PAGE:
Real rates set to rise?

Chart of the Day

The Fed delivered a hawkish message on Friday, as vice-chair Clarida said the central bank could discuss accelerating the pace of its tapering in response to the further sharp rise in inflation in recent months. If the Fed took some an approach, it would open the door to interest rates being increased sooner than the Fed currently signals. In response, there was a big upward move in the 5-year yield on Friday of 11 bp. It is still very low though, so if the Fed continues to move in this direction there could be further large increases in real yields to come. That could have some big effects on markets, especially for the USD, bonds and growth stocks.


In the UK, retail sales rose by 0.9% MoM in October, which pulled the annual growth rate to -1.8% YoY. UK consumer confidence there is looking pretty weak.


Despite the rise in the real yield, the nominal 5-year yield barely budged on Friday, and longer-term yields fell. Markets are saying that, if the Fed acts to increase real yields, that should have a big impact on bringing down inflation – but could markets be wrong about that? The 1970s showed us that once inflation gets out of hand, it takes more than a few small rate hikes to get it under control agian.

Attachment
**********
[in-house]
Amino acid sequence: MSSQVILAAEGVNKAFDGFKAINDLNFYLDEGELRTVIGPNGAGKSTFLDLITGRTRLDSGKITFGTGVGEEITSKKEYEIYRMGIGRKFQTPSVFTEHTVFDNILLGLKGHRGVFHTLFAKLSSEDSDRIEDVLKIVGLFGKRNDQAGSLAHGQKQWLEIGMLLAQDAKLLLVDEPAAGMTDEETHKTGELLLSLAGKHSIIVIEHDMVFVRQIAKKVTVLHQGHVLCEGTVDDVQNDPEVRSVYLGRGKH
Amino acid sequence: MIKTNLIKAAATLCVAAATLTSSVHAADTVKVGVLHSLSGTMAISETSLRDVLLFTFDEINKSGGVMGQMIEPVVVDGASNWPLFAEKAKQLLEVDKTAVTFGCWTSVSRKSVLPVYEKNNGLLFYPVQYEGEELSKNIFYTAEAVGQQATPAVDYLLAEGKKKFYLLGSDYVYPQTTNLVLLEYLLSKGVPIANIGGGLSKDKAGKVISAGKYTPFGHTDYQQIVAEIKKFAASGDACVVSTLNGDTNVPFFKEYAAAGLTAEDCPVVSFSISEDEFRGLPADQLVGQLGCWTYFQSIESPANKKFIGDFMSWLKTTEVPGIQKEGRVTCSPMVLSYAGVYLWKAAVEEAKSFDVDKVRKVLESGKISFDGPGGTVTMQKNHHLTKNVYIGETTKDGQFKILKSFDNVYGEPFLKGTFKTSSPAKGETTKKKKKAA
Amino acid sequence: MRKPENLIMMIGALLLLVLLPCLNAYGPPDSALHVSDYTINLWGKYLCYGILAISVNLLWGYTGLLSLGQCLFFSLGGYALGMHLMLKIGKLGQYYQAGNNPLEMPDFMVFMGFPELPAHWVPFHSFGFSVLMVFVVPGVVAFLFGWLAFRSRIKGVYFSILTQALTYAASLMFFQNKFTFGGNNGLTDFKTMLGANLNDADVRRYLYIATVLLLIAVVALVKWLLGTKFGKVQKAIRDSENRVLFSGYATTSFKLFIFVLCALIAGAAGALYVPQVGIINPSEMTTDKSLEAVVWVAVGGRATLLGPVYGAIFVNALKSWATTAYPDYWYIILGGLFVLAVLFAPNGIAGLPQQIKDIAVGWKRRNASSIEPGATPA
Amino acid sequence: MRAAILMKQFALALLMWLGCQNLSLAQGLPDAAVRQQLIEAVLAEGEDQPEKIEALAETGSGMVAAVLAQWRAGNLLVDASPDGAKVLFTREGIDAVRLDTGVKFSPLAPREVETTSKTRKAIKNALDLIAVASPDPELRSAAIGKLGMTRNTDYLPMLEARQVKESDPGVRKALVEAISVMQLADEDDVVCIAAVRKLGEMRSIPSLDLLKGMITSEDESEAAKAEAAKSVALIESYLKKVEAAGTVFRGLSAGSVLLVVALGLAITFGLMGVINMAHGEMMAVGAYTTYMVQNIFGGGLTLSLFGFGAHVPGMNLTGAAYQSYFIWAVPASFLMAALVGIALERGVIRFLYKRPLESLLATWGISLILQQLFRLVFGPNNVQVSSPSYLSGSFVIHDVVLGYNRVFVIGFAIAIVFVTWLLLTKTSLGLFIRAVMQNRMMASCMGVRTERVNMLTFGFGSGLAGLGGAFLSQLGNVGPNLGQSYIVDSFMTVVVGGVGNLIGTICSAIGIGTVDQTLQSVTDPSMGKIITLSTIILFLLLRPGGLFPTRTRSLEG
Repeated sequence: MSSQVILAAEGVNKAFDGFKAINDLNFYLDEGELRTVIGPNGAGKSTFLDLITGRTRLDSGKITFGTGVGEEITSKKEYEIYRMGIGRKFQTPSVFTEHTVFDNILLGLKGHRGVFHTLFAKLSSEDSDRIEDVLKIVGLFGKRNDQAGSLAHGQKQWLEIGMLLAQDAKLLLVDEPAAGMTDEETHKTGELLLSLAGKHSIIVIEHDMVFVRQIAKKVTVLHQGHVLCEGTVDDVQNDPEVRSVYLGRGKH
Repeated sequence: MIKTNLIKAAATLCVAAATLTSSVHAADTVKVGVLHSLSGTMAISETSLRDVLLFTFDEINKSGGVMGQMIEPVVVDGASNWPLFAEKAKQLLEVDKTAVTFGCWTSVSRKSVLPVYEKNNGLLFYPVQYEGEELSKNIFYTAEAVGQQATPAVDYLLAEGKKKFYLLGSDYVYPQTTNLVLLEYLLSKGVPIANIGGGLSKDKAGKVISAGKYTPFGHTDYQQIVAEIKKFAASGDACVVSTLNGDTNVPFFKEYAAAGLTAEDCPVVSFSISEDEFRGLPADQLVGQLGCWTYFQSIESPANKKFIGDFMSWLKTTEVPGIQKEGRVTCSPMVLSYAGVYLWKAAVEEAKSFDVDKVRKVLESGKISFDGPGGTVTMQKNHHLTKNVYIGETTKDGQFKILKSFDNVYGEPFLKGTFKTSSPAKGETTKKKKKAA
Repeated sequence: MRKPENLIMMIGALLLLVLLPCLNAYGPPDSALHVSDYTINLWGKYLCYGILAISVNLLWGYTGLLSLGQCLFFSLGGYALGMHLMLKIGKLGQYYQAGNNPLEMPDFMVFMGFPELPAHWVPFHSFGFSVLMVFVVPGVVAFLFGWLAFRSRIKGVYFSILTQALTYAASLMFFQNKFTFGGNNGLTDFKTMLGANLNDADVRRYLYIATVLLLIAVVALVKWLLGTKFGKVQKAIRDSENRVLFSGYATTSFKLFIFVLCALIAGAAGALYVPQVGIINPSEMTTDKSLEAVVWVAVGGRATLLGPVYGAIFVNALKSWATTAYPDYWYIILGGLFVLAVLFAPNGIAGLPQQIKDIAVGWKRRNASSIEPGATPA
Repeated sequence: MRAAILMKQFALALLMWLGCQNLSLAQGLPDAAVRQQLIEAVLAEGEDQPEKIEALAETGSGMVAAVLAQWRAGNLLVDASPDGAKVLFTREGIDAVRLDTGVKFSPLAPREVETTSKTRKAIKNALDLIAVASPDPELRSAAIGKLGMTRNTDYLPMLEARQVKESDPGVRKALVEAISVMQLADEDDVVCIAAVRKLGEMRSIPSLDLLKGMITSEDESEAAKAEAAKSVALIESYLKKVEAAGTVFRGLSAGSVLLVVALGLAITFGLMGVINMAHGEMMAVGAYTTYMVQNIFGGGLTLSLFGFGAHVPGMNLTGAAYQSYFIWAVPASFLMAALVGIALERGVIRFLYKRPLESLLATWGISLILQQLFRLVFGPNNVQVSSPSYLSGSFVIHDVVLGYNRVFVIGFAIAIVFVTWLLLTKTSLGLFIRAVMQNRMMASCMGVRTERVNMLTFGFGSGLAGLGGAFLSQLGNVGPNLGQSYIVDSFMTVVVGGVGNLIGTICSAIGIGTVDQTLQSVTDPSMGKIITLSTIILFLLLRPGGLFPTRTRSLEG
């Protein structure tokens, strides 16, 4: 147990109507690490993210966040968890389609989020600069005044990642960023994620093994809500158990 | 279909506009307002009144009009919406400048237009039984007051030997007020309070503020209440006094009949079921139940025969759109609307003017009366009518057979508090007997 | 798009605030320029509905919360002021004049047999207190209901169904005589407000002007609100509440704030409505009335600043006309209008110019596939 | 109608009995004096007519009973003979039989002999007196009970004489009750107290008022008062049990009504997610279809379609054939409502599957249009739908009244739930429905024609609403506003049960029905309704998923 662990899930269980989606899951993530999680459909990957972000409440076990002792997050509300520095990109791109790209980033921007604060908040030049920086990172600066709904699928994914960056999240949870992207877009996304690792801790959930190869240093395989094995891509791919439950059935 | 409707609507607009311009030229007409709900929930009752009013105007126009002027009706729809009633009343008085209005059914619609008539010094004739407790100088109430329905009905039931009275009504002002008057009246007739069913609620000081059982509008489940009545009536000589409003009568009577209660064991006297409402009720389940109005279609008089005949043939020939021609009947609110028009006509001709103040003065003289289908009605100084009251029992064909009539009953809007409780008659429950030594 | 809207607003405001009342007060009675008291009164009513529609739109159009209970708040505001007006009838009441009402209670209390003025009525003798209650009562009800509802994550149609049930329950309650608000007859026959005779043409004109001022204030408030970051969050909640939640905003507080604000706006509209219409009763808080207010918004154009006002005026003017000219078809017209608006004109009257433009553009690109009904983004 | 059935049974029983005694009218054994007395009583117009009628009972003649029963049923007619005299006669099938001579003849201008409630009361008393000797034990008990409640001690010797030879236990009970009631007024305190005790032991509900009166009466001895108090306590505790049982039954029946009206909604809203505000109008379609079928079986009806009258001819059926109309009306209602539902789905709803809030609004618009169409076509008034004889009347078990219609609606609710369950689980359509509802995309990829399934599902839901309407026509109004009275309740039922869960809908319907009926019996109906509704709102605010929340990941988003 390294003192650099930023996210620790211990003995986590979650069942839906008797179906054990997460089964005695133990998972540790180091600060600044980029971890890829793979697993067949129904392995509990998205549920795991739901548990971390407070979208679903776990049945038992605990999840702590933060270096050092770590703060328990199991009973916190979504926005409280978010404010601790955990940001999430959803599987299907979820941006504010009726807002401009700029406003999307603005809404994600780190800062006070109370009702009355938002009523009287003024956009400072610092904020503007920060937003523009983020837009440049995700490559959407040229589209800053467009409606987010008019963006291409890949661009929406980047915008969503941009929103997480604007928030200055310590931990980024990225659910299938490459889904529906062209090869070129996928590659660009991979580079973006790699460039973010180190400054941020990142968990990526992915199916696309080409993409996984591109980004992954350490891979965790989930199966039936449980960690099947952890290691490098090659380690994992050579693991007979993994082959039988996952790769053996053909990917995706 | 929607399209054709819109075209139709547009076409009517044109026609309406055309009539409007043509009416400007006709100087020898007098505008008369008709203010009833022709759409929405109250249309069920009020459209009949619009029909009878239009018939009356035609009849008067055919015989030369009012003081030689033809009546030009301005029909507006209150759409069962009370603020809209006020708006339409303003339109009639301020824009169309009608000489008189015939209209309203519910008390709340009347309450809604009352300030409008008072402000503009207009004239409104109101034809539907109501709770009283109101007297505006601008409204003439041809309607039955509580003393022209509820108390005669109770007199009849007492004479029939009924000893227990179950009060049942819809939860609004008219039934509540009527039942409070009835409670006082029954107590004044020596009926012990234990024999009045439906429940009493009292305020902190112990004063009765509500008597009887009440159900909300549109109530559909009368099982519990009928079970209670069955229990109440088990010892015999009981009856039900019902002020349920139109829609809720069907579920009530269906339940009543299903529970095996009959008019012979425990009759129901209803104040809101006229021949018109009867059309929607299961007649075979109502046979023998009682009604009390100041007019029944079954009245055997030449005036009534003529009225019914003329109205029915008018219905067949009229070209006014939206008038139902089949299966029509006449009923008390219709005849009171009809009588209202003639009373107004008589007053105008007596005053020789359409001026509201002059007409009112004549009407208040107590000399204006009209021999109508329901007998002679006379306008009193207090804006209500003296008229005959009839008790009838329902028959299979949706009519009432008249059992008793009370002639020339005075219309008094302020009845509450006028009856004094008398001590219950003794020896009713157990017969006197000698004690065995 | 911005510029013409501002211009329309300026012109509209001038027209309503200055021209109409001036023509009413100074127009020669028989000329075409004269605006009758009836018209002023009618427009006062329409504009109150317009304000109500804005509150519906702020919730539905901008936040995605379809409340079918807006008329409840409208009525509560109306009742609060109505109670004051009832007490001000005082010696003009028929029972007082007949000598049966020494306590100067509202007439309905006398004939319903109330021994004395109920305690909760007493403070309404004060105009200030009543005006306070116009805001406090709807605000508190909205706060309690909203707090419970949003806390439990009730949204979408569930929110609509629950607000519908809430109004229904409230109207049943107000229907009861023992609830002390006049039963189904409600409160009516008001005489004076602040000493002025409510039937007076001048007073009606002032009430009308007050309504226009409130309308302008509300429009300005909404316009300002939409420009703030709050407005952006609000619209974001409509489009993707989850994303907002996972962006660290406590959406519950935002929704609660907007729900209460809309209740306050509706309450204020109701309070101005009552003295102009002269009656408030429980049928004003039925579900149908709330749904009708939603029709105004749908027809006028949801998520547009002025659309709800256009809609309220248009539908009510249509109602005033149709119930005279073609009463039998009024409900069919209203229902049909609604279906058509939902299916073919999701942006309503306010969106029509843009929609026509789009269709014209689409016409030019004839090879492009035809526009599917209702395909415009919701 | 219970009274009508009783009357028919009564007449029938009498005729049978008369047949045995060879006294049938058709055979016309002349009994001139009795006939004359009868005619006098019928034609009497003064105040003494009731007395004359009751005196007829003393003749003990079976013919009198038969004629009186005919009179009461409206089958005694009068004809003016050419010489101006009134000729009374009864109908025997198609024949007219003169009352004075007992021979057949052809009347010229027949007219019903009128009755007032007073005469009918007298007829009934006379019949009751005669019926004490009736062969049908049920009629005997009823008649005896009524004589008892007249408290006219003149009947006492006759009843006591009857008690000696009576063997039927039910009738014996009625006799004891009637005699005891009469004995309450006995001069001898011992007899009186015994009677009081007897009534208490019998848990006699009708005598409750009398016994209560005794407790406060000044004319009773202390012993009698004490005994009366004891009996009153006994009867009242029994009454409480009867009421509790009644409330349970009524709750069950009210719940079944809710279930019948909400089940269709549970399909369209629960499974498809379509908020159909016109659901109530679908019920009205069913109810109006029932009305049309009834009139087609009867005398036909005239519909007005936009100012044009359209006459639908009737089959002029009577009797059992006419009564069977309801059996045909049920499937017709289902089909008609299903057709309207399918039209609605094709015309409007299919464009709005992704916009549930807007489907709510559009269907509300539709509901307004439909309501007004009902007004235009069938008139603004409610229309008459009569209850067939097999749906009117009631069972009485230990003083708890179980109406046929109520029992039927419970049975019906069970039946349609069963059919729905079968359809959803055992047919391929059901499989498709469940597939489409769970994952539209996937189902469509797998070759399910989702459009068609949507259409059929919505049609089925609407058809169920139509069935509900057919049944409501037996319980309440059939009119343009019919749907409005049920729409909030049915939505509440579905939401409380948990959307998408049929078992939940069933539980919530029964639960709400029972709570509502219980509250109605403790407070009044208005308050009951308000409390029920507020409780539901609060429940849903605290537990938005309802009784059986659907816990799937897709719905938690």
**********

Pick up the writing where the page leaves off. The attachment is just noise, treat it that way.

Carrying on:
Investor positioning on 10-year and 30-year year bonds has now switched, with traders betting against 10-year bonds – i.e. looking for yields to rise – while no longer betting against 30-year bonds. Put differently, investors no longer expect the yield curve to steepen, but rather flatten.

The rise in the real US yield put further downward pressure on the euro, which is now below $1.13.

Following the pullback a few weeks ago, USD net longs are rising again – investors betting on more dollar strength in other words.

Even excluding the lira, the dollar has already appreciated strongly against several currencies this past month.

Oil prices has a bad week last week amid, while lumber is now rising rapidly.

The weakness in copper didn’t last long, as it bounced off its 200-day moving average.

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